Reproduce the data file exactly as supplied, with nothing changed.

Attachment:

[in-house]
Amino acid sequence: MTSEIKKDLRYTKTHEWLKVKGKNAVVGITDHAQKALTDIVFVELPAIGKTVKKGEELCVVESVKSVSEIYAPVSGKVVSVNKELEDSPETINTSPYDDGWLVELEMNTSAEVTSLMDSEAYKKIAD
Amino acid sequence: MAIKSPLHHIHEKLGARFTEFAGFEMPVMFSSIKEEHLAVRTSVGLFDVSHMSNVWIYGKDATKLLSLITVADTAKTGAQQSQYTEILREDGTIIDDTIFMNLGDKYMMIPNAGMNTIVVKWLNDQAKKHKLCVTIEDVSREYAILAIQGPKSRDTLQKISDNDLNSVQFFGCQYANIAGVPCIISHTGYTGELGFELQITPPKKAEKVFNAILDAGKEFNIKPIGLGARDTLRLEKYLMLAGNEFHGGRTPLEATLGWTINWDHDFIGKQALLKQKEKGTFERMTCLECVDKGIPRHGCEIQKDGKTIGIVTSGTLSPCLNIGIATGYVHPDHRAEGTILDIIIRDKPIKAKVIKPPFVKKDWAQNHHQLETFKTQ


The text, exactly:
[in-house]
Amino acid sequence: MTSEIKKDLRYTKTHEWLKVKGKNAVVGITDHAQKALTDIVFVELPAIGKTVKKGEELCVVESVKSVSEIYAPVSGKVVSVNKELEDSPETINTSPYDDGWLVELEMNTSAEVTSLMDSEAYKKIAD
Amino acid sequence: MAIKSPLHHIHEKLGARFTEFAGFEMPVMFSSIKEEHLAVRTSVGLFDVSHMSNVWIYGKDATKLLSLITVADTAKTGAQQSQYTEILREDGTIIDDTIFMNLGDKYMMIPNAGMNTIVVKWLNDQAKKHKLCVTIEDVSREYAILAIQGPKSRDTLQKISDNDLNSVQFFGCQYANIAGVPCIISHTGYTGELGFELQITPPKKAEKVFNAILDAGKEFNIKPIGLGARDTLRLEKYLMLAGNEFHGGRTPLEATLGWTINWDHDFIGKQALLKQKEKGTFERMTCLECVDKGIPRHGCEIQKDGKTIGIVTSGTLSPCLNIGIATGYVHPDHRAEGTILDIIIRDKPIKAKVIKPPFVKKDWAQNHHQLETFKTQ